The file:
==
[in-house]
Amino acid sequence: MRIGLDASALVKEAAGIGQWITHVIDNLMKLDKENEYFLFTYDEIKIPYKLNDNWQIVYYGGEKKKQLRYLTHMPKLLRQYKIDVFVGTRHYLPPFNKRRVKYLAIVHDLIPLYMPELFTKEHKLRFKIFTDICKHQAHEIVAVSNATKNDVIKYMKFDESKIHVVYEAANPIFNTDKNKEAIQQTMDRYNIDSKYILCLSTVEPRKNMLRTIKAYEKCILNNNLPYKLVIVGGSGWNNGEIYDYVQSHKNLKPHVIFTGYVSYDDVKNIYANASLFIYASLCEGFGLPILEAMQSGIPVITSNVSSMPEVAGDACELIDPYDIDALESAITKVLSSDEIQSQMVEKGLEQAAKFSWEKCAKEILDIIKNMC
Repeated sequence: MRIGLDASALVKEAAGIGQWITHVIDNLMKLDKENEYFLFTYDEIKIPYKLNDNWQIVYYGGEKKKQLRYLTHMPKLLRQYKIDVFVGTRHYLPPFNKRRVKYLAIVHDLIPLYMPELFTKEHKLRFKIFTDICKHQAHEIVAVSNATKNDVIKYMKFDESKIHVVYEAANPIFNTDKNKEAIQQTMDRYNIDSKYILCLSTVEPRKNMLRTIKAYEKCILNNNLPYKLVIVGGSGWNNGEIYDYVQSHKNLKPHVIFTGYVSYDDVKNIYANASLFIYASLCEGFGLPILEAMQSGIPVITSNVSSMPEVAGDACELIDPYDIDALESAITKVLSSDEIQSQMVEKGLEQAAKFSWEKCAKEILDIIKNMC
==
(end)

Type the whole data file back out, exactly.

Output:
[in-house]
Amino acid sequence: MRIGLDASALVKEAAGIGQWITHVIDNLMKLDKENEYFLFTYDEIKIPYKLNDNWQIVYYGGEKKKQLRYLTHMPKLLRQYKIDVFVGTRHYLPPFNKRRVKYLAIVHDLIPLYMPELFTKEHKLRFKIFTDICKHQAHEIVAVSNATKNDVIKYMKFDESKIHVVYEAANPIFNTDKNKEAIQQTMDRYNIDSKYILCLSTVEPRKNMLRTIKAYEKCILNNNLPYKLVIVGGSGWNNGEIYDYVQSHKNLKPHVIFTGYVSYDDVKNIYANASLFIYASLCEGFGLPILEAMQSGIPVITSNVSSMPEVAGDACELIDPYDIDALESAITKVLSSDEIQSQMVEKGLEQAAKFSWEKCAKEILDIIKNMC
Repeated sequence: MRIGLDASALVKEAAGIGQWITHVIDNLMKLDKENEYFLFTYDEIKIPYKLNDNWQIVYYGGEKKKQLRYLTHMPKLLRQYKIDVFVGTRHYLPPFNKRRVKYLAIVHDLIPLYMPELFTKEHKLRFKIFTDICKHQAHEIVAVSNATKNDVIKYMKFDESKIHVVYEAANPIFNTDKNKEAIQQTMDRYNIDSKYILCLSTVEPRKNMLRTIKAYEKCILNNNLPYKLVIVGGSGWNNGEIYDYVQSHKNLKPHVIFTGYVSYDDVKNIYANASLFIYASLCEGFGLPILEAMQSGIPVITSNVSSMPEVAGDACELIDPYDIDALESAITKVLSSDEIQSQMVEKGLEQAAKFSWEKCAKEILDIIKNMC